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商业 - 科技

蹭人工智能热点的公司太多,如何辨别?

Arif Janmohamed 2018年07月15日

不少企业将自己描述为一家人工智能公司,但却拿不出真正的人工智能技术作为证据。

作为一个扑克迷,我深知世上没有“必赢”一说。然而,如果我们随机选择100家科技初创企业,我敢打赌,大多数公司都会大肆宣传自身业务与人工智能技术结合的多么紧密。

这种人工智能的营销炒作已是愈演愈烈,这一点我们倒是可以理解。不管是Netflix根据观众此前的选择来预测观众可能的节目喜好,还是谷歌根据数千万网民的点击对搜索结果进行持续的改善,亦或是具有争议的人工智能系统,包括亚马逊善解人意的Alexa,人工智能业已成为我们日常生活的一部分。与此同时,商界正在竞相使用人工智能技术来解决一系列问题,只是对于主流消费者来说不怎么显眼罢了。

竞相搭乘新兴热门事物的顺风车是人类的天性,而且这种现象以前在其他技术领域也是屡见不鲜,例如大数据、云、软件即服务、移动、网络2.0,等等。

但是初创企业对“人工智能”一词的过度使用——或赤裸裸的滥用——如今尤为猖獗。几乎每一天,我都会遇到一些企业,它们会在自身的营销说辞大谈特谈人工智能,并将自己描述为一家人工智能公司,但却拿不出真正的人工智能技术作为证据。

例如,这些人工智能公司实际上做的是基础的数据分析。他们的技术都来源于数据,而且结果都被用于实现特定的目的,例如,根据预设定的规则识别发送营销信息邮件的最佳时机。

这种根据上下文来整理数据的做法也让此类公司具有了一定的价值,但这并不是人工智能。它们之间的关键区别在于:人工智能系统具有迭代性,分析的数据越多,系统就会变得越智能,越能干,而且越自主化。特斯拉的自动驾驶便是一个例子,它能够根据其车辆在路上行驶的每一英里来不断进行完善。真正的人工智能功能会彻底地颠覆市场。

很多软件即服务和自动化公司也用人工智能来标榜自己,但事实上他们所做的只不过是使用数据分析来编排应用和工作流程。这一技术随着时间的推移不会变的更加智能,而且也无法达到真正人工智能技术的自主水平。

这些公司错误地认为,只要其工作与数据或工作流程相关,都可以被称之为人工智能。它们还肆无忌惮地使用通常与人工智能相关的“算法”一词。然而,即便某个系统拥有能够实现某些功能的算法,但它并不一定就能被称之为人工智能。

因此,在我们投资高举人工智能旗帜的公司之前,我们应注意以下几点:公司的业务是否超出了基础数据分析的范畴?这些公司是否会产生数据废气——公司从感兴趣的数据源获取的大量专属数据?它们是否使用这一数据来打造日益智能化的系统,并转而产生自身的数据废气?它们是否拥有能够降低流程中人类干预需求的迭代技术(机器学习或深度学习)。

如果一家公司符合上述所有条件,我们还需注意公司是否拥有:在技术层面上深谙机器学习模型的创始人;将这些模型应用至庞大的数据集的独特方式;面向这些业务极有可能成功的业务模式。

如果有公司声称自己在使用人工智能技术,我们应该向公司负责人询问以下几个问题:那些声称自己是人工智能技术专家的员工在应对巨大的人工智能挑战方面是否有经验,而且相对于竞争对手,他们是否有绝对的优势?他们是否了解打造自主系统所需要的复杂技术细节?他们是否通过吸引人才在市场上开展竞争?

真正的人工智能技术能够为现实问题提供突破性的解决方案。如果这些公司在现实当中能够提供这类解决方案,那么它们再怎么炒作也不为过。(财富中文网)

阿里夫·简莫哈默德是Lightspeed Venture Partners的合伙人。

译者:Pessy

审校:夏林

As a fan of poker, I know there’s no such thing as a sure bet. But randomly pick 100 tech startups and I’d confidently wager that the vast majority are t weaving AI heavily into their narrative.

AI hype has become intense, and understandably so. The technology has become part of everyday life, whether it’s Netflix predicting what shows we might like based on previous choices, Google’s search results consistently improving based on millions of people’s clicks, or conversational AI systems like Amazon’s Alexa getting to know you. Meanwhile, virtually invisible to mainstream consumers, the business world is agog over harnessing AI to solve a range of problems.

It’s human nature to latch onto the next big thing, and we’ve seen it many times before with other tech buzzwords of the moment: big data, the cloud, software as a service (SaaS), mobile, Web 2.0—the list goes on and on.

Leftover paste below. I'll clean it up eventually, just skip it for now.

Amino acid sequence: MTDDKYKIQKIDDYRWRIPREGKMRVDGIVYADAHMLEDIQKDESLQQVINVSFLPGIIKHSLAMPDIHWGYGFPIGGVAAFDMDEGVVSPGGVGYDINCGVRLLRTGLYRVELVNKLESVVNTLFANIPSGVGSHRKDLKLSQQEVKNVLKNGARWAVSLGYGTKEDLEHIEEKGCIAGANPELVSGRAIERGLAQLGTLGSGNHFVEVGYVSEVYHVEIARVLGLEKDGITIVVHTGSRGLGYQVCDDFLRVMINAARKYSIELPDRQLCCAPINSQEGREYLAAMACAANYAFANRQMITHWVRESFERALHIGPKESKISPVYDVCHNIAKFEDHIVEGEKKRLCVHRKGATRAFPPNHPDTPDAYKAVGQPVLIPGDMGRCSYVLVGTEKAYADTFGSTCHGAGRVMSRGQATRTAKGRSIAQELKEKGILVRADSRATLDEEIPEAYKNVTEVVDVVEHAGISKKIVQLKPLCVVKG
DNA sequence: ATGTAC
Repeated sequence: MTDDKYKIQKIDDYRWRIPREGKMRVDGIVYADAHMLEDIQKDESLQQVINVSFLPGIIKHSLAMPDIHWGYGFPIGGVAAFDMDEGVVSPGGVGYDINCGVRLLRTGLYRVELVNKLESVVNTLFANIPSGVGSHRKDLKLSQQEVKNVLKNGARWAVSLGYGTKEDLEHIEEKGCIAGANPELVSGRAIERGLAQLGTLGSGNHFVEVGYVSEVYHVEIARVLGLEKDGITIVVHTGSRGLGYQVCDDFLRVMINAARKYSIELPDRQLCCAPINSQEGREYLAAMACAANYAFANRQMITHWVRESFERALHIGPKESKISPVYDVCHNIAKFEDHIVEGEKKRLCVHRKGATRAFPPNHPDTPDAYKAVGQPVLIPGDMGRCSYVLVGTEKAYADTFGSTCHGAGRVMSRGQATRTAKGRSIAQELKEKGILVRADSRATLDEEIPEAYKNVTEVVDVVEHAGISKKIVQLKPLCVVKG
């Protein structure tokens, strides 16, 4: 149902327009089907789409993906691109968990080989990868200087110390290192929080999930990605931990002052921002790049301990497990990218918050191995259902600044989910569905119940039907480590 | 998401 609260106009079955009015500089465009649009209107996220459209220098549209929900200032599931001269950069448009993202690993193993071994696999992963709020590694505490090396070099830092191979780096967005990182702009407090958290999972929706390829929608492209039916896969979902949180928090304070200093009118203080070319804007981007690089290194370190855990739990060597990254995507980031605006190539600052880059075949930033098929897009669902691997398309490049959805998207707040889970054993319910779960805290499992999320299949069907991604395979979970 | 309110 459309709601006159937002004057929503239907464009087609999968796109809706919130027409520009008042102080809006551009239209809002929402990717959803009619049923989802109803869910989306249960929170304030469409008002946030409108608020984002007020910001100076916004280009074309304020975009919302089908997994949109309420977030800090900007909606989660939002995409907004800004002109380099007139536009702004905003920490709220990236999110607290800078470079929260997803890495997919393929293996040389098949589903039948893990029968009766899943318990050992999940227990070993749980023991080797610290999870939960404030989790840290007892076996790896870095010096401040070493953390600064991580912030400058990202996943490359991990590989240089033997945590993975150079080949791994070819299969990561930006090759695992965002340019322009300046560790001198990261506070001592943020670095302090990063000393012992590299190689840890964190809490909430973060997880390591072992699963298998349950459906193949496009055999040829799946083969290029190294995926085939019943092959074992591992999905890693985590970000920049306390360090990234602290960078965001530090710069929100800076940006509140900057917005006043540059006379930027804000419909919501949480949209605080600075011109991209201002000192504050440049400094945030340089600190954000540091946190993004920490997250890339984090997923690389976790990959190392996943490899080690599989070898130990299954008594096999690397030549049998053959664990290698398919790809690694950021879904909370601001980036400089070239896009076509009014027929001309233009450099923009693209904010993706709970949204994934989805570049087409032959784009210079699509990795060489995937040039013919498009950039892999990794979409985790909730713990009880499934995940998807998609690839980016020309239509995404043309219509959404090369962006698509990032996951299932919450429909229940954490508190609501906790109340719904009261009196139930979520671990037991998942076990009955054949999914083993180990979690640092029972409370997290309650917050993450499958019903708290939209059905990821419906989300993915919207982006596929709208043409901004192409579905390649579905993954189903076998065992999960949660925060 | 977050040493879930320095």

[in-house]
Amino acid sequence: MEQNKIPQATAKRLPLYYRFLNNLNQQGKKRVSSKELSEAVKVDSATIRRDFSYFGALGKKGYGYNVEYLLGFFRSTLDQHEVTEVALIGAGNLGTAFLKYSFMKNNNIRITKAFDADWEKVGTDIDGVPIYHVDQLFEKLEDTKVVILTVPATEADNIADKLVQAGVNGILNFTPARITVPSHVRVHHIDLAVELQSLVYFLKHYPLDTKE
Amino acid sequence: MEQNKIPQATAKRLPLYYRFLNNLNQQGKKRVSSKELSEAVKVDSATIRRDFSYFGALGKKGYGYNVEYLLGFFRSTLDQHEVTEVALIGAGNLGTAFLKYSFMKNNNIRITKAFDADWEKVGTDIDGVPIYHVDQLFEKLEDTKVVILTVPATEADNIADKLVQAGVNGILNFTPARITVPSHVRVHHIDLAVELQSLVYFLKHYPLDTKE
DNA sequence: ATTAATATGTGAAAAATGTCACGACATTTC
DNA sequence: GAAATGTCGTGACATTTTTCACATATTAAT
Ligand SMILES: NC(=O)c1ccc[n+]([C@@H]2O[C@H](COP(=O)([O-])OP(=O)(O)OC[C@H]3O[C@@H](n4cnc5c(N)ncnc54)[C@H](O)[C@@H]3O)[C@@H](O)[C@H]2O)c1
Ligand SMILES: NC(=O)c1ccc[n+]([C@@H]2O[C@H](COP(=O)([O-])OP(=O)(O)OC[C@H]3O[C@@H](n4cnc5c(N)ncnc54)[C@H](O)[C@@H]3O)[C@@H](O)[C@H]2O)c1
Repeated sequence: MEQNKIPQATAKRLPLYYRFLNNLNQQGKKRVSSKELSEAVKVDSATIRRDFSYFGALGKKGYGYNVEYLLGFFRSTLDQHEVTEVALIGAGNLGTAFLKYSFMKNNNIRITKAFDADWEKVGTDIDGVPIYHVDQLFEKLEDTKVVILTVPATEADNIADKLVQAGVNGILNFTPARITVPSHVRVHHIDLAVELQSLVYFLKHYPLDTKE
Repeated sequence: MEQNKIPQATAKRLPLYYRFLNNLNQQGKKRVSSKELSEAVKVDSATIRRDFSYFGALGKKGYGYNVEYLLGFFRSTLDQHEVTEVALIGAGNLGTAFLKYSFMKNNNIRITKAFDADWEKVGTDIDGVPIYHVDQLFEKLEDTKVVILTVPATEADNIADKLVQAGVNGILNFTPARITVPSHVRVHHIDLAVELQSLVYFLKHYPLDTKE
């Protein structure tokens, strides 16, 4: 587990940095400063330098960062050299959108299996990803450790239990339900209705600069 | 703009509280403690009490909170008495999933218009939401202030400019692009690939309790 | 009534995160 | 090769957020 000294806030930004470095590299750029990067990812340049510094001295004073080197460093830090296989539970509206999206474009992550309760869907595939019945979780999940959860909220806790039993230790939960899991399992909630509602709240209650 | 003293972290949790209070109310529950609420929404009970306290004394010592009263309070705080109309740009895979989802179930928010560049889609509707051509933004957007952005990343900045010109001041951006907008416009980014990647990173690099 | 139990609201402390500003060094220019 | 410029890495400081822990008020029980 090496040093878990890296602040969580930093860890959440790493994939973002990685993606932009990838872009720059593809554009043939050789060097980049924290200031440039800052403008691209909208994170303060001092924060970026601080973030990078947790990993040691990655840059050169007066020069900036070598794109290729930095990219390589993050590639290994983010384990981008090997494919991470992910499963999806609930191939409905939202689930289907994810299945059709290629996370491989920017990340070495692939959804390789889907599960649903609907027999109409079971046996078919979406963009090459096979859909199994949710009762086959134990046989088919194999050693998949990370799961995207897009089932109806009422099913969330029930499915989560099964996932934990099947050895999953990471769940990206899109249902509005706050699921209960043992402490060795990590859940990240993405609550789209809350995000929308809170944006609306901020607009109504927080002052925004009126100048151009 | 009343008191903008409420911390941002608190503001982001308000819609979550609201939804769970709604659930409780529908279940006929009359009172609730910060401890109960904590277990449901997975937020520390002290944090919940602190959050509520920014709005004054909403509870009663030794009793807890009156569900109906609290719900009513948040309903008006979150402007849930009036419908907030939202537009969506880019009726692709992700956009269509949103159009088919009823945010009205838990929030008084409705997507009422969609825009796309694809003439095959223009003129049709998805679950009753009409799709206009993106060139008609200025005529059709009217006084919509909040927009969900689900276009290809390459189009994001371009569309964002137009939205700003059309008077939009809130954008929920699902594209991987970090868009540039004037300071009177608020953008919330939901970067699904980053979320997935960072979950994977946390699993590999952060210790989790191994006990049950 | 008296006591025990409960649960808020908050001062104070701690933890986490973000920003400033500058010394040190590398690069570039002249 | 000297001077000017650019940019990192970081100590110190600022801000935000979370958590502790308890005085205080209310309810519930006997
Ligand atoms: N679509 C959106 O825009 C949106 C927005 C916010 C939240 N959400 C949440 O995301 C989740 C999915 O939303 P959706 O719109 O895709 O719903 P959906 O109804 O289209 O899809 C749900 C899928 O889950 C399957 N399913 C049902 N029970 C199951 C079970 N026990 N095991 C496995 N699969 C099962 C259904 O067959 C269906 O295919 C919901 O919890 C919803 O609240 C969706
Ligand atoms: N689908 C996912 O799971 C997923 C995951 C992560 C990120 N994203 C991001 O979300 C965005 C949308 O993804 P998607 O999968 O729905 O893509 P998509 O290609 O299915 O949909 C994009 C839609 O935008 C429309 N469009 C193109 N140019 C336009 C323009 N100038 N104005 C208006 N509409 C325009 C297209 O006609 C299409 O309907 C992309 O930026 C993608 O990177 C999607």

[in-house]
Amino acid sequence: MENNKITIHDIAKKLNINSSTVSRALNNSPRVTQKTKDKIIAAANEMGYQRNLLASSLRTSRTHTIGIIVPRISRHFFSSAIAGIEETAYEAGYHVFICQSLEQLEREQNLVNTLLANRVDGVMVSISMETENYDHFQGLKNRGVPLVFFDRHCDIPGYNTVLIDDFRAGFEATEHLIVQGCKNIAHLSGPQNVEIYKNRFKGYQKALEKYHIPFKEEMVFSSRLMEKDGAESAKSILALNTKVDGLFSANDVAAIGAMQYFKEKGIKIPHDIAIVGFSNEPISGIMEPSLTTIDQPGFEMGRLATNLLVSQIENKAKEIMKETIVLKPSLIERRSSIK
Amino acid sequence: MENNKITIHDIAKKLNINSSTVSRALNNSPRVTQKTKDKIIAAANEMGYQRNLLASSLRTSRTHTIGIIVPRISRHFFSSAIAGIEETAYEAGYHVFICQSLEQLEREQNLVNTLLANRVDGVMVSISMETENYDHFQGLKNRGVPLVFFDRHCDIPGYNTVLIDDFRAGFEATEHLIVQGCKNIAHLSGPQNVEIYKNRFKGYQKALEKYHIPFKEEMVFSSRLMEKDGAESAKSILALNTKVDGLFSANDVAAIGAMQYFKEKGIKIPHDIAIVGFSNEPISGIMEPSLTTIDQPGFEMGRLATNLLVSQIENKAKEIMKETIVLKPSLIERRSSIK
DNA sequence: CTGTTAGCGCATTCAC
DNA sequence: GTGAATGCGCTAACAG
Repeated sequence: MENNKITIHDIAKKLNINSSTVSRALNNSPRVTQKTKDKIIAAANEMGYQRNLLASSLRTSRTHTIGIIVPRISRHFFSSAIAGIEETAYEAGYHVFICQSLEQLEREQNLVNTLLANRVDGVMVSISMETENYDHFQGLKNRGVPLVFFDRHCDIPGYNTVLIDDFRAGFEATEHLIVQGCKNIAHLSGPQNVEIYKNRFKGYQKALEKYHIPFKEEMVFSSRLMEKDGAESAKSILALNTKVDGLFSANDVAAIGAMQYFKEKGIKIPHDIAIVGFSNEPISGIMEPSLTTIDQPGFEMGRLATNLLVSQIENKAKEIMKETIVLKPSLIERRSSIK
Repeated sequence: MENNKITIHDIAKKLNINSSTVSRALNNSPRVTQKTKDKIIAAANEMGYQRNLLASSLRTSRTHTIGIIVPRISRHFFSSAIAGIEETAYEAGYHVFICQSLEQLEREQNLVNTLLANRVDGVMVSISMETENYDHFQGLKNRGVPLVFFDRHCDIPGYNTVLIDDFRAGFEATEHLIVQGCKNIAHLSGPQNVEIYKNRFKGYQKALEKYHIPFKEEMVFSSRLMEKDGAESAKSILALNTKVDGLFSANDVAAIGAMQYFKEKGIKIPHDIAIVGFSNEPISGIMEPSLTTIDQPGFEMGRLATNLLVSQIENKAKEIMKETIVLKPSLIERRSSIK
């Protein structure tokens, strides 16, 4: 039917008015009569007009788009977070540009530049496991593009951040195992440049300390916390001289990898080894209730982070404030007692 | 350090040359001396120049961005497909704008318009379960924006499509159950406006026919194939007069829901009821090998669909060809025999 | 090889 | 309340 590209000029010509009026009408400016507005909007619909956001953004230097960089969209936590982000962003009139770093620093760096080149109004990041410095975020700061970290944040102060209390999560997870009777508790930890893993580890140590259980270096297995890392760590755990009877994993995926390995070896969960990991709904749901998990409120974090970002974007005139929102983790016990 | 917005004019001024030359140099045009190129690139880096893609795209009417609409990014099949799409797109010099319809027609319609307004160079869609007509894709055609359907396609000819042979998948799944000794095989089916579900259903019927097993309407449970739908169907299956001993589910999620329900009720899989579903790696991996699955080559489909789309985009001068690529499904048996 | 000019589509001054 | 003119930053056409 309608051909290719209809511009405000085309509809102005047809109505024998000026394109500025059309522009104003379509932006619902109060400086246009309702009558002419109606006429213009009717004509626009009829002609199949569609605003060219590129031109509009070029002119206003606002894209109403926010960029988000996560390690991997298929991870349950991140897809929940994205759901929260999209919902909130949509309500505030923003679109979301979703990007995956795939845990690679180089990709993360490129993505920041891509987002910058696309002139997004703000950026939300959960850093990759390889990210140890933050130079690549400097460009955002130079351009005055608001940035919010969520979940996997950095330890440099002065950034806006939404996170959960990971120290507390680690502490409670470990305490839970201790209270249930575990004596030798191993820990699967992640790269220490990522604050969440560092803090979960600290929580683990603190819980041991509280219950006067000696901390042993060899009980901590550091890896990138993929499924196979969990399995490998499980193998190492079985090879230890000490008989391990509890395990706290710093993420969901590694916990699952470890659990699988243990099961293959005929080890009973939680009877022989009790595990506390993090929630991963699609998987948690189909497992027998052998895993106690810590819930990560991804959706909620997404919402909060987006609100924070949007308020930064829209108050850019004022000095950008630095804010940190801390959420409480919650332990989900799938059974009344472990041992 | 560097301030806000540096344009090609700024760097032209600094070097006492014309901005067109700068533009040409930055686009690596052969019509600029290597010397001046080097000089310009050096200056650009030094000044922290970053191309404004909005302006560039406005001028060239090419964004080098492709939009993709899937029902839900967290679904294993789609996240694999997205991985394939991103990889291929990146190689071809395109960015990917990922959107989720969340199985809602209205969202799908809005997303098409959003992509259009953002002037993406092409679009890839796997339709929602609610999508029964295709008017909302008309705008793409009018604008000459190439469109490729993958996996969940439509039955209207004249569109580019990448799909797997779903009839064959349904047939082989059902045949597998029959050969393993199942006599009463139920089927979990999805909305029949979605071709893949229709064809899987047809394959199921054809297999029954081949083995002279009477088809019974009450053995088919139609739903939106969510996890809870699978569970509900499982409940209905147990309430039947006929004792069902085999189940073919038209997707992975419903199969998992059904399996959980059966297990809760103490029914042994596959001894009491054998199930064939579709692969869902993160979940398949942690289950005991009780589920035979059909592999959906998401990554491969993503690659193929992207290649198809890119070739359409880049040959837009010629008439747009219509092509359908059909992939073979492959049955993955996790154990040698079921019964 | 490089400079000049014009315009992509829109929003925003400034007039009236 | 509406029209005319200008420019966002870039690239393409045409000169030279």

But overuse—or flat-out misuse—of the term “AI” in the startup world right now is especially rampant. Barely a day goes by when I don’t come across a company that is molding its marketing messages to the hype and pitching itself as an AI company, without a genuine AI story to back it up.

In a typical scenario, these artificial artificial intelligence companies are in actuality doing basic data analysis. Their technology sifts through data, and the results are used to drive certain outcomes—say, identifying the best time to send marketing emails based on pre-programmed rules.

Such companies may provide value by making data contextually relevant, but that’s not AI. Here’s the crucial difference: AI systems are iterative—they get smarter with the more data they analyze and become increasingly capable and autonomous as they go. Think of Tesla’s Autopilot improving with every mile that its fleet spends on the road. Authentic AI capability is what enables true market disruption.

A number of SaaS and automation companies out there are positioning themselves under the AI banner, even though all they really do is use data analytics to orchestrate applications and workflows. The technology doesn’t get more intelligent over time, and it never reaches the level of autonomy of bona fide AI.

For these companies, AI incorrectly has become a catchall phrase for anything that has to do with data or workflow. They also tend to liberally throw around “algorithm,” a word often associated with AI. But just because a system has algorithms that drive certain outcomes doesn’t necessarily mean it is AI.

Here’s what we look for before we invest in a company making an AI play: Are they doing more than basic data analysis? Are they creating their own data exhaust—a large trail of proprietary data that they collect from interesting sources? Do they use this data to create systems that constantly get smarter and in turn create their own data exhausts? Do they have iterative technology (machine learning or deep learning) that reduces the need for humans in the loop?

If those boxes can be checked off, we look for the following: founders with deep technical understanding of machine learning models, a unique approach for applying those models to a very large data set, and the strong possibility of a successful business model from all of it.

We should ask the following questions about the heads of companies that claim to use AI: Do the people claiming to be AI experts have experience taking on huge AI challenges, to the point that they have an extreme advantage over competitors? Do they understand the intricate technical details of what it takes to build an autonomous system? Are they attracting the talent to attack the market?

Authentic AI can provide groundbreaking solutions to real problems. The companies that can deliver in the field deserve all of the hype coming their way.

Arif Janmohamed is a partner at Lightspeed Venture Partners.

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